Increasing pressure on the Bush regime and pals not only from the left but from the right
It’s one thing for lefties and centrist Democrats to attack the Bush regime. Now even right-wingers and other known torturers are putting on the squeeze.
We’re past the turning point anyway. There are still 1,147 days before George W. Bush‘s term officially expires, according to my handy-dandy Backwards Bush keychain. But the rapidly rotting regime and its corrupted cronies on Capitol Hill have turned so sour that even their natural allies here and abroad can’t stand the odor.
Gee, you think so?
It’s far more significant when one of the grandfathers of the far right, Paul Weyrich, calls his fellow Republicans hypocrites and warns of electoral disaster for a Republican Party that has suckled the right wing for the past quarter of a century.
This morning’s Los Angeles Times carries this Weyrich quote about the fall of Cunningham:
That’s not as ominous as a growing rebellion by some at the American Enterprise Institute, one of Dick Cheney‘s favorite venues. Scholars who helped agitprop up the Cheney-Rumsfeld cabal are increasingly pissed off about the much bigger scandal: the one revolving around lobbyist Jack Abramoff that I call Wampumgate.
The Philadelphia Inquirer‘s Jeff Shields pointed out the AEI’s pissiness in his November 7 story about a Senate Indian Affairs Committee hearing in late October on this big daddy of all influence-peddling schemes:
Shields rightly noted:
More significantly, Shields quoted from an explosive October 19 article by conservative scholar Norman J. Ornstein, who’s housed at the AEI. The think tank is a veritable safe house for the vise president‘s major policy pronouncements, like his November 21 speech in which Cheney repeated his charge that his war critics were “dishonest” and “reprehensible.” I wrote about that AEI talk in “Cheney’s High Dive into Shallow Waters.” (Note: I originally screwed up the date of the speech in that item, but it’s now corrected. Sorry.)
Even before Cheney’s speech, the AEI was becoming less and less of a cuddly place for the rapidly devolving Bush regime. You can watch the propaganda on Fox News or the bland crap of CNN and other networks, but then you go to the AEI’s own website to read Ornstein’s piece and you see this headline:
Ornstein, reportedly a jaded veteran of the lawmaking scene, answers his own question this way:
I don’t think we have had something of this scope, arrogance and sheer venality in our lifetimes.
It is building to an explosion, one that could create immense collateral damage within Congress and in coming elections.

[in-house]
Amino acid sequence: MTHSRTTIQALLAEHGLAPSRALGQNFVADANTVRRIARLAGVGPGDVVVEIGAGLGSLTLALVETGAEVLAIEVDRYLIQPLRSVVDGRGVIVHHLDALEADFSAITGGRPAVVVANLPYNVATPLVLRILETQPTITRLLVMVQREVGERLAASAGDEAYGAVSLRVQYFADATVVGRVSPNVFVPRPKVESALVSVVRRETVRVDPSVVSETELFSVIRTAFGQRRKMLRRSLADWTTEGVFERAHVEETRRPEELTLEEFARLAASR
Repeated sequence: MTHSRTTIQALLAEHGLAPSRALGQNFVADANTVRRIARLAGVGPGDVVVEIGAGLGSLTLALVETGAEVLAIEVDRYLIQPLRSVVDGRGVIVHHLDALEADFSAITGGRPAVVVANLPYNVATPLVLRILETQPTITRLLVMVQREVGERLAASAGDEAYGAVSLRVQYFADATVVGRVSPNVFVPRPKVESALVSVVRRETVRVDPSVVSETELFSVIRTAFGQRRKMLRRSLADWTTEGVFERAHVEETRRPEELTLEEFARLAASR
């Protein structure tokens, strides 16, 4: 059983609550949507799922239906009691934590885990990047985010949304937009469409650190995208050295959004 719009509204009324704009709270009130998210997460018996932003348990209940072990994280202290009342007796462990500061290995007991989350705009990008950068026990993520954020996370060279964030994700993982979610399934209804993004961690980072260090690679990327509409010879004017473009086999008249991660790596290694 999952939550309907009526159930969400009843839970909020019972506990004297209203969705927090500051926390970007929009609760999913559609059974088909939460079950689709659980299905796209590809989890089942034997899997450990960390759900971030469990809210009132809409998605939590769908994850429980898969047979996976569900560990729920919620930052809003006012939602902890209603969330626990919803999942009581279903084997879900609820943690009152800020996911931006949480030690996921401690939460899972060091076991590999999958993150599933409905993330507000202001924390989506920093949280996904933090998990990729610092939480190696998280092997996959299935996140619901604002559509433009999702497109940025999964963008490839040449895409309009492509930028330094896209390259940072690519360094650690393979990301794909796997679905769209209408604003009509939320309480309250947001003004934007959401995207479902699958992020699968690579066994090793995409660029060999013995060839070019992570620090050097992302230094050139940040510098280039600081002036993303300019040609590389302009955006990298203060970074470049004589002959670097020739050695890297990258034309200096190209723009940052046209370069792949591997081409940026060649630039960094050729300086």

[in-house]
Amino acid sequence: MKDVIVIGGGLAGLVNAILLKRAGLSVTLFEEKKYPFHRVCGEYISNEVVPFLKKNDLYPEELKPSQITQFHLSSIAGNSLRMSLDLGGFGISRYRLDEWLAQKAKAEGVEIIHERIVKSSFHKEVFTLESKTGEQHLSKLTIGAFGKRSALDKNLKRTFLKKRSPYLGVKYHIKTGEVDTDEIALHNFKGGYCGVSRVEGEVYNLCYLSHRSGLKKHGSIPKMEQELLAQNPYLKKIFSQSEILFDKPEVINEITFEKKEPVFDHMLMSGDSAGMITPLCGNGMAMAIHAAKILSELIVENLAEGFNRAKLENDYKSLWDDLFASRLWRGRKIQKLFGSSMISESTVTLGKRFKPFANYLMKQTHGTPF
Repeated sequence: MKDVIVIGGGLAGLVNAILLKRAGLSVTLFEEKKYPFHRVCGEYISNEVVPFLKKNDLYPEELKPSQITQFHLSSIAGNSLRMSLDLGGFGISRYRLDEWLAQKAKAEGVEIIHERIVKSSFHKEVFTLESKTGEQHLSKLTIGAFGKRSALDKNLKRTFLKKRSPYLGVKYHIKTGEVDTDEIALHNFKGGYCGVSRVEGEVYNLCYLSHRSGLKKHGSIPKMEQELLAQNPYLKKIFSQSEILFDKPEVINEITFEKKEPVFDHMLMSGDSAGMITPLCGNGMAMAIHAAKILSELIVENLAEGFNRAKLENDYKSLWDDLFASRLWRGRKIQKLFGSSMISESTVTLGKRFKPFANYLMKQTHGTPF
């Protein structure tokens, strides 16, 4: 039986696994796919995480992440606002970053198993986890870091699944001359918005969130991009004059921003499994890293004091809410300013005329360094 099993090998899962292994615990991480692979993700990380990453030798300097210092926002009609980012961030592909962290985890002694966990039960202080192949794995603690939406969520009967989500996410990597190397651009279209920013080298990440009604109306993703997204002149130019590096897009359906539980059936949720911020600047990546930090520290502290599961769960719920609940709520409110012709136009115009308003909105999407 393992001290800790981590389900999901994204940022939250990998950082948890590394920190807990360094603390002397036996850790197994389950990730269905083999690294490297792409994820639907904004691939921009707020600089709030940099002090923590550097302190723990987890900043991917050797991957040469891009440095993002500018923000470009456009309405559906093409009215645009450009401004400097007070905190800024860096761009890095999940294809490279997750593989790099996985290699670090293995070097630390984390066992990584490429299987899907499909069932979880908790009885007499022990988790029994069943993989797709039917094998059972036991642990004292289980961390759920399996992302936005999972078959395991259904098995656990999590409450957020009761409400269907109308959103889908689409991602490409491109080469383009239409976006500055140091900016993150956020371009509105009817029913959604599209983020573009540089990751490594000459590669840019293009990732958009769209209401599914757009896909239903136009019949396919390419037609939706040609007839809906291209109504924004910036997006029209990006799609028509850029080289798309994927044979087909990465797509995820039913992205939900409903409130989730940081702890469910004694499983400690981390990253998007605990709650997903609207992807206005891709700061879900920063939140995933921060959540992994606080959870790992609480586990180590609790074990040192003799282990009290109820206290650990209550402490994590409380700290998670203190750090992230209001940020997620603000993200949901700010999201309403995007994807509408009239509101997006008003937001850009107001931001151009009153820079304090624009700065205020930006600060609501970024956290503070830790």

He has some advice for those pols whom he and fellow conservatives have installed as our rulers:
Even overseas, the Bush regime has lost and is losing its natural allies. Cheney and Rumsfeld are such screwups they couldn’t even keep a grip on one of their main pals in Central Asia, Uzbekistan dictator Islam Karimov, whose prison guards have been known to boil people to death.
These are trials, by the way, not of the shooters but of the protesters who survived the government slaughter of hundreds of their fellow citizens. In early summer, when it still had hopes of keeping Karimov as a buddy, the Bush regime was helping block international probes of that sorry incident.
What makes me think of just who’s putting the squeeze on Dick Cheney these days is that Uzbekistan’s government is flouting its own laws about open trials.
That sounds like the kind of thing that the likes of Cheney and Lindsey Graham are doing as they play fast and loose with our Constitution. (Read my colleague Nat Hentoff‘s recent riffs on Cheney and Graham.)
After all the butt-kissing we’ve lavished on Karimov — George W. Bush buttered up the buffoon on behalf of Enron’s Ken Lay, New York Mayor Mike Bloomberg has posed with the poseur, and New York’s finest protected Karimov for an outrageous photo-op at Ground Zero — the guy still wound up kicking our soldiers out of his country. That was an embarrassing defeat in the Great Game.
At least two trials related to the Andijan events are underway in cities near Tashkent, with unconfirmed reports that others are also taking place. The police guarding the courthouses denied Human Rights Watch access to both of the known trials. …
The Supreme Court and the police outside the courthouses refused to reveal the names of the defendants, lawyers and judges as well as any information regarding the charges against these defendants or information about other trials related to Andijan that may be underway.
According to Uzbek legislation, every trial is considered open unless declared closed by the judge for reasons such as the protection of national security or the interests of minors.
The results from previous trials of protesters should explain why these are being held in secret. HRW notes:
Meanwhile, in the muck of the Iraq debacle, the Bush regime has already lost its grip on the war-ravaged country’s most powerful Shiite pols and their militias.
But you can understand Iraqis’ discontent. Despite the ballyhooed trial of Saddam Hussein, many of the billion or so Arabs on the planet won’t soon forget such atrocities as those at Camp Mercury, where U.S. soldiers calling themselves the “Murderous Maniacs” have routinely beat and tortured Iraqis — the psycho and sexualized soldiers refer to it as “fucking” them. Remarkable how little play that story has gotten since Human Rights Watch broke it in September. But those tales will live on in other countries.
Longer than the Bush regime and its Capitol Hill pals will be able to keep the lid on their domestic scandals.